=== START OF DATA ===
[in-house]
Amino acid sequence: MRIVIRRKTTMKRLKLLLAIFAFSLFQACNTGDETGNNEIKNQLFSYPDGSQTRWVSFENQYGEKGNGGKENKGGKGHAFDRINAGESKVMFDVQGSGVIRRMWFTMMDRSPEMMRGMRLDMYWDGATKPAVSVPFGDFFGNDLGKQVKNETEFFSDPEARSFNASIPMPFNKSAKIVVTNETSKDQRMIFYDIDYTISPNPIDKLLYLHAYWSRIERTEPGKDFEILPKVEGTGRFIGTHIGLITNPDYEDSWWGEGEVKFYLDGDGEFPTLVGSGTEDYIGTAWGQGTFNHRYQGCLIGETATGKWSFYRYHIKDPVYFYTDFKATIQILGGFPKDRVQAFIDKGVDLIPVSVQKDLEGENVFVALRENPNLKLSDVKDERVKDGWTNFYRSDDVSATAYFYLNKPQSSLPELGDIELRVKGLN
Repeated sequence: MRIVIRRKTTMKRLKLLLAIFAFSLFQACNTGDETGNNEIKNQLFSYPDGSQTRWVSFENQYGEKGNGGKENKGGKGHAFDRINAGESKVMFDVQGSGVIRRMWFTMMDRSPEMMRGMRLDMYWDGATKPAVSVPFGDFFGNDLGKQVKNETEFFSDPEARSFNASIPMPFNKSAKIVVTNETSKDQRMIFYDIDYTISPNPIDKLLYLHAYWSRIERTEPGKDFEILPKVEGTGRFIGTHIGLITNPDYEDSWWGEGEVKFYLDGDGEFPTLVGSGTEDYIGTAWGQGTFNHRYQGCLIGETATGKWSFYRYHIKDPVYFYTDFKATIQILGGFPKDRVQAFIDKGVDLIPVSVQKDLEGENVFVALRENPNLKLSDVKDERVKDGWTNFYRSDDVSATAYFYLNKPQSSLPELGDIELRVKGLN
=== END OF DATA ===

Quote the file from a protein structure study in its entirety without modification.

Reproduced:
[in-house]
Amino acid sequence: MRIVIRRKTTMKRLKLLLAIFAFSLFQACNTGDETGNNEIKNQLFSYPDGSQTRWVSFENQYGEKGNGGKENKGGKGHAFDRINAGESKVMFDVQGSGVIRRMWFTMMDRSPEMMRGMRLDMYWDGATKPAVSVPFGDFFGNDLGKQVKNETEFFSDPEARSFNASIPMPFNKSAKIVVTNETSKDQRMIFYDIDYTISPNPIDKLLYLHAYWSRIERTEPGKDFEILPKVEGTGRFIGTHIGLITNPDYEDSWWGEGEVKFYLDGDGEFPTLVGSGTEDYIGTAWGQGTFNHRYQGCLIGETATGKWSFYRYHIKDPVYFYTDFKATIQILGGFPKDRVQAFIDKGVDLIPVSVQKDLEGENVFVALRENPNLKLSDVKDERVKDGWTNFYRSDDVSATAYFYLNKPQSSLPELGDIELRVKGLN
Repeated sequence: MRIVIRRKTTMKRLKLLLAIFAFSLFQACNTGDETGNNEIKNQLFSYPDGSQTRWVSFENQYGEKGNGGKENKGGKGHAFDRINAGESKVMFDVQGSGVIRRMWFTMMDRSPEMMRGMRLDMYWDGATKPAVSVPFGDFFGNDLGKQVKNETEFFSDPEARSFNASIPMPFNKSAKIVVTNETSKDQRMIFYDIDYTISPNPIDKLLYLHAYWSRIERTEPGKDFEILPKVEGTGRFIGTHIGLITNPDYEDSWWGEGEVKFYLDGDGEFPTLVGSGTEDYIGTAWGQGTFNHRYQGCLIGETATGKWSFYRYHIKDPVYFYTDFKATIQILGGFPKDRVQAFIDKGVDLIPVSVQKDLEGENVFVALRENPNLKLSDVKDERVKDGWTNFYRSDDVSATAYFYLNKPQSSLPELGDIELRVKGLN